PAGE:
A group of savvy semantic web experts have created programs to autogenerate similar images! They describe how they align real photos with a synthetic panorama. I guess that is what I have been doing manually. See Technologies of Vision: semantic image labelling, Marmota: Visual Environmental Monitoring. Recently I received this delightful email from one of the researchers-collaborators:

Dear Maureen, I saw your picture and I think it is very related to the mountain labelling tool I’m working on: http://tev.fbk.eu/marmota (as a demo, please look at the photoblog). Can you describe the context of the Peaks’ Project? You are also welcome to add your photos to the flickr group labelledmountains Merry Christmas from Italy, michele

I thought it would be an appropriate time for me to contextualize my own slow world process involved in my “Naming the Peaks Project.”

Naming the Peaks Project in my ocean.flynn Flickr album
From BenchlandsPeaks’ Project: From Benchlands,
originally uploaded by ocean.flynn.

Webliography and Bibliography

Technologies of Vision: semantic image labelling

Marmota: Visual Environmental Monitoring


In the week following Harper’s apology the headline story of the Calgary Herald‘s Sunday edition was a special report on the youth suicide epidemic on Tsuu T’ina Nation. That Saturday we spent the afternoon exploring the Sibbald Flat area.

The camping tradition at Sibbald Lake which spans several cultures and at least 11, 000 years continues today. It is with cruel irony that this area should be named after Howard E. Sibbald, an Indian agent (1901-1904) turned Banff National Park game warden (1909-). He was the Indian agent when the outer boundaries of Banff National Park were enlarged to encompass nearly all the hunting grounds of the Stoney-Nakoda First Nations and although he understood that the Stoney “took the enlargement of the Banff National Park very hard” he became a fierce opponent of First Nations hunting rights. So there it is, visitors to this area come away with his name on their photos! This region is associated with some of the oldest archaeological evidence of paleo-Indian hunting dating from the Plano Period (10,000 – 8,000 BP) as the glaciers retreated (now revised to as far back as 13, 000 years ago), the Assiniboine hunters of the 1700s and the Siouan-speaking Nakoda-Stoney who probably arrived in Banff in historic times-almost certainly after 1790, and perhaps not until the mid-1800s but they knew the place well by 1870. Surveyors and explorers of the late nineteenth century typically turned to Stoney guides, and as a result many landforms in Banff National Park are still known by their Stoney names.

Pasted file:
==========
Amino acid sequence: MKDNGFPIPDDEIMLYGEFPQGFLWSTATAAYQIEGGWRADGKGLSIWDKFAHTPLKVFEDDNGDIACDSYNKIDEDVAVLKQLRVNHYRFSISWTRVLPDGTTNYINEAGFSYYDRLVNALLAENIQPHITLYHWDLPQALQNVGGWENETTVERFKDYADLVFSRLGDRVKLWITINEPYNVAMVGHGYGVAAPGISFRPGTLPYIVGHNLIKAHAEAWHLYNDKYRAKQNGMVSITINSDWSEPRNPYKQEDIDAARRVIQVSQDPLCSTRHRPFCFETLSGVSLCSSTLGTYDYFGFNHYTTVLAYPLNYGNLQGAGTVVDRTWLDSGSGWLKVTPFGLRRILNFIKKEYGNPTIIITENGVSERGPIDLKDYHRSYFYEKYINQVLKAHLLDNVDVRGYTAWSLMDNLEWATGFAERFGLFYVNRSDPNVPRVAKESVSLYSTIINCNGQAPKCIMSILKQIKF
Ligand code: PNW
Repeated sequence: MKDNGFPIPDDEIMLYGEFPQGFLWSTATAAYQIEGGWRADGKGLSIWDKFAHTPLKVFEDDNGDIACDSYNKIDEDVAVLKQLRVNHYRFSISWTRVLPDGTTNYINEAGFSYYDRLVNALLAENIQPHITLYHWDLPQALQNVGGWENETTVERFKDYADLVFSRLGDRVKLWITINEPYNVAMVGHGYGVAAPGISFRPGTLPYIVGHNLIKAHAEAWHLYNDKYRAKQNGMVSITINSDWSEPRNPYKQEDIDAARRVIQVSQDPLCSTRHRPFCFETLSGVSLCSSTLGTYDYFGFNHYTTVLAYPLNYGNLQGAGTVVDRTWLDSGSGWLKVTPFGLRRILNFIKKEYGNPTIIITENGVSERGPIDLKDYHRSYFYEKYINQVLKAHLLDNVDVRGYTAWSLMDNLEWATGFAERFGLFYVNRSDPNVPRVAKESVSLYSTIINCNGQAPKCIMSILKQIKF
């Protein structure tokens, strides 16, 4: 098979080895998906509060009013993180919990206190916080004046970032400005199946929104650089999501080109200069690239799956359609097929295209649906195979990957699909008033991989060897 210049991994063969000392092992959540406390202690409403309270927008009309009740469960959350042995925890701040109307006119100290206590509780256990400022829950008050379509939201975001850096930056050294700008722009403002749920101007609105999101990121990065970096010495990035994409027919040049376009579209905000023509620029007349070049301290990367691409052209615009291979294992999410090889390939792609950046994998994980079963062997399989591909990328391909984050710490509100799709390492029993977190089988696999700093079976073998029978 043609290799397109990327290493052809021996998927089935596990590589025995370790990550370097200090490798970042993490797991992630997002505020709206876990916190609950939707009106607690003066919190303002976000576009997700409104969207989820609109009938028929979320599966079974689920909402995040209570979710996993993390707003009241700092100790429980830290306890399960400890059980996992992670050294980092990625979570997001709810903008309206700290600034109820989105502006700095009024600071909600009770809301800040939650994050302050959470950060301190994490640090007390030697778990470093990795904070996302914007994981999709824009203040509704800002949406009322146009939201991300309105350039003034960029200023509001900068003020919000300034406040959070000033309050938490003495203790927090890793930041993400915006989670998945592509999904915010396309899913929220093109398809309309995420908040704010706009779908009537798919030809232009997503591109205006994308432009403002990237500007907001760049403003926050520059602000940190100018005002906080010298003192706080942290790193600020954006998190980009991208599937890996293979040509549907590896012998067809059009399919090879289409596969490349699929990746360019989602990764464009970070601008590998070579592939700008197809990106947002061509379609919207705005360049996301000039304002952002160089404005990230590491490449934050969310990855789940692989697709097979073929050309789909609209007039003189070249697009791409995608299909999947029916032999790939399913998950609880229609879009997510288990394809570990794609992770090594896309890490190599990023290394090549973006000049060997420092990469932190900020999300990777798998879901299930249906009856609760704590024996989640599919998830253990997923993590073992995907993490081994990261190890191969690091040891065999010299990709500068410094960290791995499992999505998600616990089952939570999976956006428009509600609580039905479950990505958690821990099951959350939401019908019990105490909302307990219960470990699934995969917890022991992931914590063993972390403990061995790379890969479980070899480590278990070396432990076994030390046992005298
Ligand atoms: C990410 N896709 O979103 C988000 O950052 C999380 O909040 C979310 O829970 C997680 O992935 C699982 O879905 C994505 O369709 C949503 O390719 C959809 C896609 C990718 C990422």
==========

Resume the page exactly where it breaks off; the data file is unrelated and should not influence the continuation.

Howard E. Sibbald was the the Indian agent on the reserve when the outer boundaries of Banff National Park were enlarged to encompass nearly all the hunting grounds of the Stoney-Nakoda First Nations. In his annual report (1902) he wrote that the Stoney “took the enlargement of the Banff National Park very hard.” In 1903 he added that

“I consider these Indians have behaved very well under certain restrictions put upon them in connection with their hunting in the National Park; this was a hard blow to some of the old hunters who have hunted over this ground all their lives, but the majority see the benefits to be derived from this preserve in years to come (Sibbald 1902, 1903 Binnema and Niemi 2006)”

A Selected Timeline Related to Critical Events in this Region

11,000 years ago Prehistoric hunters chipped stone spearpoints to hunt in the hot grasslands. The Plano Period (10,000 – 8,000 BP) About 10,000 years ago the climate began to change and grasslands spread across southern Alberta. Mammoths and many other Ice Age animals became extinct, A beautiful example of an Alberta point. While other animals flourished including antelope and a new, smaller species of bison. This period, known as the ‘Plano’ period after the Spanish word for plains, lasted up to 8,000 years ago. http://www.abheritage.ca/alberta/archaeology/overview_pg3_planopr.html

1670-1821 The forefathers of the Nakoda Nation, identified as the Mountain Stoney and the Wood Stoney, lived during the fur trade era (1670 – 1821). “It is probable that all the Stoney Nakoda groups interacted and camped with one another during the pre-contact and early fur trade period, and gradually intermingled with other Assiniboine and Siouan speaking families over the centuries (Abawathtech.)

1700s Assiniboine hunted bison with bows. Aspen trees were already established. Prior to the arrival of Anthony Henday in central Alberta in 1754, Aboriginal people from the area were trading with Europeans either directly by visiting posts to the north and east themselves, or indirectly by trading with Cree and Assiniboine groups. These Aboriginal traders exchanged goods they had acquired from fur trade posts for furs, Beaver Indians at trading post. horses, food and other products. In turn, they then traded furs and other goods at posts for more goods that they could trade later. In this way European trade goods reached Alberta in unknown qualities for at least half a century before the first European arrived in person to trade.